Every Spring Training is like a mini-family reunion for those of us who go every year. Like coming home after a long time, there’s lots of hugging, stories, and updates. Unlike last year, not much has changed at Steinbrenner Field in appearances. But as I was walking up to the main gate, I mentioned that baseball, as unpredictable and evolving as it is, is ironically the stable part of my schedule. Apparently, I’m not alone in that as my Yankees “family” echoed my sentiments.

Anyway, baseball is finally back. And the Yankees had to kick-start it with a nice win. Luis Cessa got the start for this afternoon’s home opener against the visiting Tigers. His lead-off single moved to 2nd on a long fly ball and then scored on another single to get Detroit on the board early. But Cessa, proving he could be the first call in a pitching injury situation, came back in the 2nd for a strong, quick 1-2-3 inning. Ben Heller followed up Cessa with his own fairly strong 2 innings. They were followed by Hale for 2 and then Lail, Coshow, and Gallegos each gave an inning for the final third of the game. Collectively, the Yankee pitchers only gave up 6 hits and 3 walks to the Tigers.

Comparatively, the Tigers pitchers also only gave up 6 hits to the Yankees’ stacked power-hitting line-up, but they also walked 7 of them in the process. After a fairly strong starter gave his 2 innings, each reliever took an inning and really kept the Yankees from doing much more than get on base and feel hopeful. However, one reliever decided to buck that trend in the bottom of the 6th after all the starters and stars exited the game.

Tyler Wade led off the inning with a solid double and then ended up at 3rd on a 1-out balk. After Higashiokka worked one of those walks, Espinosa was hit by an errant pitch to load up the bases. Jake Cave hit into a routine ground out that moved up all the runners and scored Wade to tie up the game. Then it would be today’s replacement DH Jorge Saez to single and score 2 more runs to give the Yankees the lead and eventual win.

Final: 3-1 Yankees

And the return of the One To Watch, the minor league player that caught my attention because he did something worth noticing… Today’s One to Watch: Jorge Saez. The 27-year-old catcher served as the replacement designated hitter today, and it paid off. He went 2-for-3 at-bats, with 2 RBIs that made the difference in the game. The Yankees picked him up off waivers from Toronto after the 2016 season. He spent 5 seasons in the Blue Jays’ minor league system and spent most of last year with AA Trenton. But he’s clearly doing something worth noticing — he’s hitting, and hitting well in moments that matter.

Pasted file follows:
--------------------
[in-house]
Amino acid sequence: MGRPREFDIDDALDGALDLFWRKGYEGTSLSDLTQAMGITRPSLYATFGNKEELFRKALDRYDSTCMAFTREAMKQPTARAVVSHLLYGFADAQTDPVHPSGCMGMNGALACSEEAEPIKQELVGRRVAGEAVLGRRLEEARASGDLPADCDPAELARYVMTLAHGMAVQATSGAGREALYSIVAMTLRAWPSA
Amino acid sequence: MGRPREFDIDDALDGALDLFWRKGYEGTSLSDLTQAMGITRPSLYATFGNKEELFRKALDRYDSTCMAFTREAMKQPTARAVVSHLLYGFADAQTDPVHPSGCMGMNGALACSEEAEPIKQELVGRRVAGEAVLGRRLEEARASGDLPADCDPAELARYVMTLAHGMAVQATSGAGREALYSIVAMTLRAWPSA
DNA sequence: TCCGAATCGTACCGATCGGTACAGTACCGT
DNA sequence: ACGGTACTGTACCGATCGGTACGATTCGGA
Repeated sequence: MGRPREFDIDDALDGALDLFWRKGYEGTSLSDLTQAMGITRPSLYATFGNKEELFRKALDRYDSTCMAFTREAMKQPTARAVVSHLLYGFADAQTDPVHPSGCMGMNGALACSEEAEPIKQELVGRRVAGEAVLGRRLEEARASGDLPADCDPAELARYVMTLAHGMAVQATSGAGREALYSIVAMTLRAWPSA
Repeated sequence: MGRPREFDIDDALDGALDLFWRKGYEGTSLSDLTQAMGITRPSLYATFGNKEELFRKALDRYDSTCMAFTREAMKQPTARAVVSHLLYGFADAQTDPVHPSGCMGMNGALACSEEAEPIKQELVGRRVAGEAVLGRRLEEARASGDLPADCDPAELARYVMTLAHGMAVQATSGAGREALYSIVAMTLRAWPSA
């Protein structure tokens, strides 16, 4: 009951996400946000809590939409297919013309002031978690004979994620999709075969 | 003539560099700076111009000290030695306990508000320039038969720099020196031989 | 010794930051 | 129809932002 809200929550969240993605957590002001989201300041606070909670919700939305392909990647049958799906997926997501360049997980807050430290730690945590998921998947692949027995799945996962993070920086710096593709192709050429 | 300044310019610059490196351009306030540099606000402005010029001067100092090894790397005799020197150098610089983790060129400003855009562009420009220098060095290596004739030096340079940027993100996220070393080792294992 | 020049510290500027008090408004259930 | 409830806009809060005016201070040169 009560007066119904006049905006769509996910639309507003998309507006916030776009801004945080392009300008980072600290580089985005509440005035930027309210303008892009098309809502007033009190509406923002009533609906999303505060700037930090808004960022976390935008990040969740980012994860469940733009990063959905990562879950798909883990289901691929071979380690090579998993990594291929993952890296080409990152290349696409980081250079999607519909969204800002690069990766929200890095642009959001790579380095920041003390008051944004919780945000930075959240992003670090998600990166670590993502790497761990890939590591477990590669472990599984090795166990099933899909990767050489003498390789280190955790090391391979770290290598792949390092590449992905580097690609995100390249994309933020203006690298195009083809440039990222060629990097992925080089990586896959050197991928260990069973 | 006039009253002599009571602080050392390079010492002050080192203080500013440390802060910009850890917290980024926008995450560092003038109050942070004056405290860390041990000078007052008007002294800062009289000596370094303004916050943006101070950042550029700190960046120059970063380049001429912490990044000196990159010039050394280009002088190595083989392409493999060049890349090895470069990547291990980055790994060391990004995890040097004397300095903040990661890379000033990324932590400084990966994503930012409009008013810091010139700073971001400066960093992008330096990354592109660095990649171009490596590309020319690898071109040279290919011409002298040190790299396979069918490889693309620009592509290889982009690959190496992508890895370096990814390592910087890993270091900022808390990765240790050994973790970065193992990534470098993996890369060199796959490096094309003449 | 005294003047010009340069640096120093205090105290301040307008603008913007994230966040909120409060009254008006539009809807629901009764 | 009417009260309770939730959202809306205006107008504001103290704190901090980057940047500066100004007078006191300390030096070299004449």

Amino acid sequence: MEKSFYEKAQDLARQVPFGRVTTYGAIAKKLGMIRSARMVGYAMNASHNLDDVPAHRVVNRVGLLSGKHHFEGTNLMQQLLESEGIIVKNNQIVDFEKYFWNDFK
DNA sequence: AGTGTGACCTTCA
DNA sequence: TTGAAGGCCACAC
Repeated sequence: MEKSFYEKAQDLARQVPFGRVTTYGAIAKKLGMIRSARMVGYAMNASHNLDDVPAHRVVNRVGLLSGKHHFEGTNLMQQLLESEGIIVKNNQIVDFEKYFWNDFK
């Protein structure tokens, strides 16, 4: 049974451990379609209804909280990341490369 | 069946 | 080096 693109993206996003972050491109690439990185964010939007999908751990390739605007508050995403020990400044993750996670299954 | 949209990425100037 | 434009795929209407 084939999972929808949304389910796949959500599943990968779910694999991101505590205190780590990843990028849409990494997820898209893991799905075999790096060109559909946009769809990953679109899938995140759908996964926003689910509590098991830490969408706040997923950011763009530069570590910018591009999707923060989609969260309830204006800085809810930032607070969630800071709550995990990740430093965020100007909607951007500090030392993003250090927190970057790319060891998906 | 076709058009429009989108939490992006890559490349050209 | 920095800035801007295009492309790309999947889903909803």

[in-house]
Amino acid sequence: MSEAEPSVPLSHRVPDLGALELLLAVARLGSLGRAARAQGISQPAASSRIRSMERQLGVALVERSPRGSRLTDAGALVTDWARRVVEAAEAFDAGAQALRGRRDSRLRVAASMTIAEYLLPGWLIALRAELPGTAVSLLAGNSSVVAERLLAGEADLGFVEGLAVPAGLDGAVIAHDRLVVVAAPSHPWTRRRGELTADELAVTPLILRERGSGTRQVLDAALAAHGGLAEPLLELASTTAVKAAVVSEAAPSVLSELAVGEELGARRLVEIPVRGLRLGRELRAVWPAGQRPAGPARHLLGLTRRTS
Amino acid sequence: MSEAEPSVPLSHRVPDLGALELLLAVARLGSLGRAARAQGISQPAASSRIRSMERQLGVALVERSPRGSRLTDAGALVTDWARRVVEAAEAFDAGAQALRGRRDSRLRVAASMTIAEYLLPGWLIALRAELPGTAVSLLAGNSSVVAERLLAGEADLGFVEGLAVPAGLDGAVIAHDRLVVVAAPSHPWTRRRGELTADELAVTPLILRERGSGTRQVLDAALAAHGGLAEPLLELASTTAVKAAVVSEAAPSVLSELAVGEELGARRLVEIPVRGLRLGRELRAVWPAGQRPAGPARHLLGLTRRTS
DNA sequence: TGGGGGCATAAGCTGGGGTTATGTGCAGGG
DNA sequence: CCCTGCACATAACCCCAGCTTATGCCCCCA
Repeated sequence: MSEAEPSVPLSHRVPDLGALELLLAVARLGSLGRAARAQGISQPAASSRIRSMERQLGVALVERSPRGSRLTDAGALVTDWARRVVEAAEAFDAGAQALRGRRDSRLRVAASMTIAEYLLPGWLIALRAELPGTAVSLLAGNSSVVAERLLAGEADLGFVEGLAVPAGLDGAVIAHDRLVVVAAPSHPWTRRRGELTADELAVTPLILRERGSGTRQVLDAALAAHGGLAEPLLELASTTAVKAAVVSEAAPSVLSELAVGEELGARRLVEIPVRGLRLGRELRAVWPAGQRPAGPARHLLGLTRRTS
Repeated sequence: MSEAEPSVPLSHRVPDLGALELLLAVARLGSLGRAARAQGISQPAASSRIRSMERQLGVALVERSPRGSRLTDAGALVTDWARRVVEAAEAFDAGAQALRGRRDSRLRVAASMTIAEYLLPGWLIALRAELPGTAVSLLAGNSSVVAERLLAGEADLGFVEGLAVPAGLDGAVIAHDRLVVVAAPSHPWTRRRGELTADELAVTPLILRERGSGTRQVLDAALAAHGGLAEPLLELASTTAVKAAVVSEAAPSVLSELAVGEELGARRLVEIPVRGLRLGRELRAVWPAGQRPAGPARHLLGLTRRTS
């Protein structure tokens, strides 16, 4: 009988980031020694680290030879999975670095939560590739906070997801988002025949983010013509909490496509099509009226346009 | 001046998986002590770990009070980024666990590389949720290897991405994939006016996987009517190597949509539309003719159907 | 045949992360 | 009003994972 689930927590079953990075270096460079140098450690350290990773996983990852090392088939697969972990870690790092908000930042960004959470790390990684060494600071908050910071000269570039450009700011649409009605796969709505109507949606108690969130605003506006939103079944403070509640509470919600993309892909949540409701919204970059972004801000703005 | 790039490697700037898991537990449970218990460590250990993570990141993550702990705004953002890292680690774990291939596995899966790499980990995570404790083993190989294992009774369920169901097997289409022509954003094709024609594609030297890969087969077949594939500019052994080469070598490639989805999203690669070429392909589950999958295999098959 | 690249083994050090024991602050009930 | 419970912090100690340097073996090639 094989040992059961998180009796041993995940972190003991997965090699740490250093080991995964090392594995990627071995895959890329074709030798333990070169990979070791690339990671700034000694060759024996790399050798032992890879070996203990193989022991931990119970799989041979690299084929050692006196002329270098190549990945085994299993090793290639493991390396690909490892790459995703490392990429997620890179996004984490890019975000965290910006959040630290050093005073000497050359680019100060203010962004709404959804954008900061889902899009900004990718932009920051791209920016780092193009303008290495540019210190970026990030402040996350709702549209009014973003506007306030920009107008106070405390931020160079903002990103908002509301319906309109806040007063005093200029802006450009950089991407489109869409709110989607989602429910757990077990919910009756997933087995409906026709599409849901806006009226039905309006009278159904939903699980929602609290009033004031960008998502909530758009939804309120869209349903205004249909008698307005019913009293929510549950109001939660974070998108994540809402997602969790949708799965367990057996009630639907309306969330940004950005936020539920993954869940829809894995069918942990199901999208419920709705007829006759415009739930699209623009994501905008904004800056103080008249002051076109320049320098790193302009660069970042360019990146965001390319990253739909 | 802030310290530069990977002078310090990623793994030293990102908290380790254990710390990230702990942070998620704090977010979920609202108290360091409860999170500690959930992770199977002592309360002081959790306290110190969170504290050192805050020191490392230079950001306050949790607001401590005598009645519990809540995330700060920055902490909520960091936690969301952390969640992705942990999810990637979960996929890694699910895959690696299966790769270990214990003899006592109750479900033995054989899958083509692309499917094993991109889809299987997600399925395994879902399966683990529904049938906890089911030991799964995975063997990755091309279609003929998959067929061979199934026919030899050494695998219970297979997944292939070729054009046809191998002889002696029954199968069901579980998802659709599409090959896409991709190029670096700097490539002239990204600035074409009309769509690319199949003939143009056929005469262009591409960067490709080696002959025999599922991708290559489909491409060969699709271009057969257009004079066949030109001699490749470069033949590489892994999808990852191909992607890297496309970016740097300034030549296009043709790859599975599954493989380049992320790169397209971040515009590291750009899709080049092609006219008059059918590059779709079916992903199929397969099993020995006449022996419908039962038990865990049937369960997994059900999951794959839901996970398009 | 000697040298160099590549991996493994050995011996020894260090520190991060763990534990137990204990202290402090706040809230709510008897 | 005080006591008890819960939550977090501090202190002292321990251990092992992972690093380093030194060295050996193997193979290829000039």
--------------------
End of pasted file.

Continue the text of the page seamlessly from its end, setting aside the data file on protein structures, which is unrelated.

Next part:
The Yankees head down to Bradenton to face the Pirates tomorrow afternoon, so we’re officially underway with the pre-season. Spring has really begun. Baseball is here again.

Before today’s sold-out game, prior to the national anthem, the Yankees hosted a moment of silence for the 17 students and teachers lost in the recent school shooting at Marjory Stoneman Douglas High School in Parkland. Every MLB team and umpires wore the same “SD” ball caps the sports teams of that high school wear. While the agreement was to wear them just before the game, both teams today wore them throughout the game in their honor. The game-worn caps will be autographed and auctioned off for the Broward Education Foundation, the official fund for the victims and survivors. The baseball and softball teams from that high school were also special guests to the Marlins-Cardinals game in Jupiter, Florida (about an hour north of Parkland). Our hearts continue to be with that community as they recover, and we are proud of the brave who are leading the charge and movement for change.

Go Yankees!